“Here is a form, here are colors Here the characteristics of all the parts of the universe are gathered at a single point. that point is such a marvelous something … Wow! incredible, O stupendous necessity through the laws of thy nature, thou canst cause each effect to occur as the direct consequence of its source, following the most direct route. These are amazing. …” those are the notebooks from Leonardo da Vinci

Through various fields, Da Vinci sought to discover the underlying unity of the universe. He also had an optimistic approach to human potential.

“Things that are separate shall be united and acquire such virtue that they will restore to man his lost memory.”

The Vitruvian Man

This drawing depicts human proportions. Da Vinci used earlier work and notes made by his fellow Roman designer Vitruvius. The painting combines art, man, and science – showing the beauty of geometrical proportions as well as the human shape. It’s a symbol of Da Vinci’s art as well as the Renaissance that he influenced to blend the art forms in one single diagram. The simplicity that a drawing of lines many elements are involved and it has become iconic.

Da Vinci’s fame increased during his life, even though Da Vinci was not a rich man, and was dependent on the support of his friends. This included powerful individuals such as Cesare Borgia who at the beginning of the 1500s requested Da Vinci design instruments of warfare. Da Vinci designed a crossbow as well as a prototype tank and a machine gun.’

The personal life of Da Vinci

Leonardo continued to be single all the time. He never got married or had children. His private life was in the shadows and did not divulge many specifics. He was close to his students Salai and Melzi and was mostly engaged in his extensive research as well as his work and painting. At the time, accounts suggested that Da Vinci was a unique individual, sporting an attractive physique, a regal presence, and a strong moral character. Da Vinci expresses his love of truth.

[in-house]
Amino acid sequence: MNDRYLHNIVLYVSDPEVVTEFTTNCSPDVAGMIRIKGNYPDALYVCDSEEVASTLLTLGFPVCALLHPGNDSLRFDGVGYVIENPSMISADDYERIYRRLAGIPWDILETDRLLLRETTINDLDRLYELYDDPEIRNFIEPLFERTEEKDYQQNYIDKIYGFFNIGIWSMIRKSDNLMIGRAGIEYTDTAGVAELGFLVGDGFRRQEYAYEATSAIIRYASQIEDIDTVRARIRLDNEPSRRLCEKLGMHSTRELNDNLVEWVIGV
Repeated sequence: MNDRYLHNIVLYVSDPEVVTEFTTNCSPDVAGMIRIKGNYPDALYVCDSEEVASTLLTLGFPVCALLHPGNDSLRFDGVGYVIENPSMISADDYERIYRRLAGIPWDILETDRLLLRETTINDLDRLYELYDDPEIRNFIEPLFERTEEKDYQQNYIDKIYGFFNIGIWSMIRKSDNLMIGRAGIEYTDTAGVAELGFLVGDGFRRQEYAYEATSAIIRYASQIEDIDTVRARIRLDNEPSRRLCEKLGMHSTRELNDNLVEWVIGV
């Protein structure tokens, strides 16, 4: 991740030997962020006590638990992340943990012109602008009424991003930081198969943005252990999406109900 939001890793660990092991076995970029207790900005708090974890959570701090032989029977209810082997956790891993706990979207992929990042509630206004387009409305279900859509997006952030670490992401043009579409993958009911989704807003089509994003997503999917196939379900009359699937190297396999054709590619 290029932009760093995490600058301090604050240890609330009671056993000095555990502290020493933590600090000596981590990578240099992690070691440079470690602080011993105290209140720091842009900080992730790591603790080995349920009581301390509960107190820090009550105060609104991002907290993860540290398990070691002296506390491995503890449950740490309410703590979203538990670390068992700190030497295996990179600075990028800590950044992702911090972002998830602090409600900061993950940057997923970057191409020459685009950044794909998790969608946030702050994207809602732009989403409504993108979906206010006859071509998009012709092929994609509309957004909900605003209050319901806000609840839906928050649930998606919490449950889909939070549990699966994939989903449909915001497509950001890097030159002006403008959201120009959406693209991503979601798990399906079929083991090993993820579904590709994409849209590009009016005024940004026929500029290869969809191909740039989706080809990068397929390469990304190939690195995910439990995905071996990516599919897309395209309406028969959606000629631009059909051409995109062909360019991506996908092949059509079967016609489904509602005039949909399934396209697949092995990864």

“To lie is so vile, that even if it were in speaking well of godly things it would take off something from God’s grace; and Truth is so excellent, that if it praises but small things they become noble.” The Notebooks of Leonardo da Vinci

The first biography of his, Giorgio Vasari, was written on the persona who was Da Vinci in 1550.

“..Besides a beauty of body never sufficiently extolled, there was an infinite grace in all his actions; and so great was his genius, and such its growth, that to whatever difficulties he turned his mind, he solved them with ease.

One of the most notable characteristics of Da Vinci is his extensive respect and admiration for life, truth, and living things. Da Vinci ate a vegetarian diet and would purchase caged birds so that it would be possible to release them. According to his biography, he once said:

“The time will come when men such as I will look upon the murder of animals as they now look upon the murder of men.”

Between 1506 and 1510, Leonardo was 1506 1510 in Milan working for the extremely kind French King Lois XII. In 1513, he visited his home at the Vatican, Rome where he received the blessings of the newly elected Medici Pope Leo X. In the Vatican, Da Vinci worked near fellow artists like the famous Masters Michelangelo as well as Raphael. But, a fierce rivalry quickly developed between the younger Michelangelo as well as Da Vinci.

The religious beliefs of Da Vinci

Although he was the patron of his Pope, Da Vinci was not an Orthodox Catholic. Vasari says of Da Vinci that Da Vinci was

“cast of mind was so heretical that he did not adhere to any religion, thinking perhaps that it was better to be a philosopher than a Christian.”

Vasari deleted this quote in the second edition, but from his work, it is clear that Da Vinci valued reason and was open to questioning the dogmas that were passed down through time. Da Vinci wrote criticisms of the selling of indulgences through the Catholic Church. The religious artworks of Da Vinci also reflect the religious beliefs expressed in a non-conformist manner. The painting of his Madonna on the Rocks incorporates the Virgin Mary and is not dressed up in formal attire or surrounded by the halo of a halo, but dressed amid the natural world. Da Vinci believed in God however his religious beliefs were expressed through his perception of God in science, art, and the natural world.

“We, by our arts may be called the grandsons of God.” The Notebooks of Leonardo da Vinci

Da Vinci is a master perfectionist. One reason the paintings he created were so short was the fact that he didn’t feel satisfied with his work. Da Vinci said in the final days of his life:

“I have offended God and mankind because my work didn’t reach the quality it should have.”

After 1515 Da Vinci left to be a part of his castle in Cloux close to Amboise at the request of Francis I of France. There, Da Vinci lived out his remaining years free to pursue his studies. He died in 1519 and left an incredible collection of scientific and artistic works.